Let us hope that this agreement will push the world, especially the biggest polluters, towards climate solutions and a binding treaty in Paris.

Video Review: The Story of Stuff

If you haven’t already heard of it, The Story of Stuff is a must-see for anyone who is interested in environmental issues and the long-term sustainability of the consumer economy. Through this video, Annie Leonard, who is now the Executive Director of Greenpeace USA, makes the compelling argument that the story of where our stuff comes from is far more complex than most of us realize. The Story of Stuff introduces important concepts such as externalized costs and planned and perceived obsolescence. From the extraction of natural resources to the toxic manufacturing process and eventual (and often quick) disposal of products, many parts of this economy are ecologically and socially damaging, and it is imperative that we move toward a more sustainable, local, closed-loop system.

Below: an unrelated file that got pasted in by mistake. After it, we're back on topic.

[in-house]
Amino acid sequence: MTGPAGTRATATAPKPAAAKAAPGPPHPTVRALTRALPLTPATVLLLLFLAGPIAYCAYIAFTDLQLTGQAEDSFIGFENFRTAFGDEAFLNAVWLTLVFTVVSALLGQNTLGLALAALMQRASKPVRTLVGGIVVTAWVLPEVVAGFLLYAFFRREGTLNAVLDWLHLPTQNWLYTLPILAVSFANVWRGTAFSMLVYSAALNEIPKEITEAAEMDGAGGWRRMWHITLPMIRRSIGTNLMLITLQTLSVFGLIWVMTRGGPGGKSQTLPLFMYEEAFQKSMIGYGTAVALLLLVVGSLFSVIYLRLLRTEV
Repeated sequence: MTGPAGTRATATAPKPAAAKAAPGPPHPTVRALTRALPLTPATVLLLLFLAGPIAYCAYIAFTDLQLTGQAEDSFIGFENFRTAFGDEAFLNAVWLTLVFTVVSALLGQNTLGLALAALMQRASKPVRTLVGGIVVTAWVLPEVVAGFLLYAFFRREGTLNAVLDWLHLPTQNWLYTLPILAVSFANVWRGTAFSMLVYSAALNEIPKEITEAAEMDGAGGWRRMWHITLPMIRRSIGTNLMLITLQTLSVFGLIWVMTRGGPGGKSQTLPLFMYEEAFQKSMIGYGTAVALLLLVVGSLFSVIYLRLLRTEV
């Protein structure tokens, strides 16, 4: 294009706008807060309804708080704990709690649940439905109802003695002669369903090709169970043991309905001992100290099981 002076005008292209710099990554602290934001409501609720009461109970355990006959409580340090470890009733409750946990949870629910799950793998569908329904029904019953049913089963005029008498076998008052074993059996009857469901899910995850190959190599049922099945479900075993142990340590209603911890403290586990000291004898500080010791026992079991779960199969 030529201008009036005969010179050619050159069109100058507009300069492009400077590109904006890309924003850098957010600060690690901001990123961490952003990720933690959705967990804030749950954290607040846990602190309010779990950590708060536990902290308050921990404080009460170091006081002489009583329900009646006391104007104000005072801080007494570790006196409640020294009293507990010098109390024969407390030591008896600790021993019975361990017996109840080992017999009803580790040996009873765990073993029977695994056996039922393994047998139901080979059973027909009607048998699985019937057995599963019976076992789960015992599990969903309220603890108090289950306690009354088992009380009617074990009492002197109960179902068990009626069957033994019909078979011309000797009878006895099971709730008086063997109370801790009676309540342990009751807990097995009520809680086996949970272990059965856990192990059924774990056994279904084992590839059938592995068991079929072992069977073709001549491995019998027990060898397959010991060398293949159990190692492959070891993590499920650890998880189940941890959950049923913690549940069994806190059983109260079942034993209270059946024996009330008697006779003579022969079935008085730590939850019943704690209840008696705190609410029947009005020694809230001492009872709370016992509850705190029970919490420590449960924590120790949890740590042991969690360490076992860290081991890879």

The Story of Stuff Project has made several other interesting videos as well.

MHC Divest: The Fight for Climate Justice at Mount Holyoke

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MHC Divest is a campaign organized by the Mount Holyoke Climate Justice Coalition (CJC). Our focus on justice arises from the need to bring attention to the global inequity of the current economic system, and the effects of climate change.

In pursuit of divestment, MHC Divest is organizing all stakeholders on the issue of divestment: Mount Holyoke students, alumnae, faculty, and staff. MHC Divest aims to work with the Administration and the Board of Trustees to redirect investments away from the fossil fuel industry. We urge Mount Holyoke to take the following steps: